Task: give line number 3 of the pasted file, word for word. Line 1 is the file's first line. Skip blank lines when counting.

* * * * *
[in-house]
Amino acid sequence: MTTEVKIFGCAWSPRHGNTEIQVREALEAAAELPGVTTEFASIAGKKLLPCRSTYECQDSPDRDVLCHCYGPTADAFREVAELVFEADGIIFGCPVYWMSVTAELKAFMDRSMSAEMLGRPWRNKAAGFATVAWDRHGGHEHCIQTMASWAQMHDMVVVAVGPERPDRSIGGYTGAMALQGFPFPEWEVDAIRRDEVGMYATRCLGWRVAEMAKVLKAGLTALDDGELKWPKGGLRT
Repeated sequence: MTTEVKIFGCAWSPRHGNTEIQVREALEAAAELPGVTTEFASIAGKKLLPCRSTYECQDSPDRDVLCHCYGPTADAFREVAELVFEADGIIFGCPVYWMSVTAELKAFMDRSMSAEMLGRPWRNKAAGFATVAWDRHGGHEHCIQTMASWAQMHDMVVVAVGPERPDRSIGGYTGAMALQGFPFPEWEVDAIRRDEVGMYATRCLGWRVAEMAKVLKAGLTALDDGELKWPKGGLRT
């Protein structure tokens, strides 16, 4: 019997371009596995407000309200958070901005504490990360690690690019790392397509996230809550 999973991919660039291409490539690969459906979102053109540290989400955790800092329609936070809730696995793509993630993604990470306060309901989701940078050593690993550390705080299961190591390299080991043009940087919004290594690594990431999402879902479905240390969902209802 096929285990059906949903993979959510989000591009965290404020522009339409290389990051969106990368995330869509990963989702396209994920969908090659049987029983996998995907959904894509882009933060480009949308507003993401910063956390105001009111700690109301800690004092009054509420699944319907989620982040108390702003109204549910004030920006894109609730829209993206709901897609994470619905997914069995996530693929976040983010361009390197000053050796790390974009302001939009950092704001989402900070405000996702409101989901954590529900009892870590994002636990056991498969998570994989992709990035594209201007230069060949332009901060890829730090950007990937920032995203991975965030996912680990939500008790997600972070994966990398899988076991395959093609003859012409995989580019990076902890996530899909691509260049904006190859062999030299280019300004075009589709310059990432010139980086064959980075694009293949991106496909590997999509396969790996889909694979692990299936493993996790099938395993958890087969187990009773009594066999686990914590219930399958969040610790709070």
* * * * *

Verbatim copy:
Repeated sequence: MTTEVKIFGCAWSPRHGNTEIQVREALEAAAELPGVTTEFASIAGKKLLPCRSTYECQDSPDRDVLCHCYGPTADAFREVAELVFEADGIIFGCPVYWMSVTAELKAFMDRSMSAEMLGRPWRNKAAGFATVAWDRHGGHEHCIQTMASWAQMHDMVVVAVGPERPDRSIGGYTGAMALQGFPFPEWEVDAIRRDEVGMYATRCLGWRVAEMAKVLKAGLTALDDGELKWPKGGLRT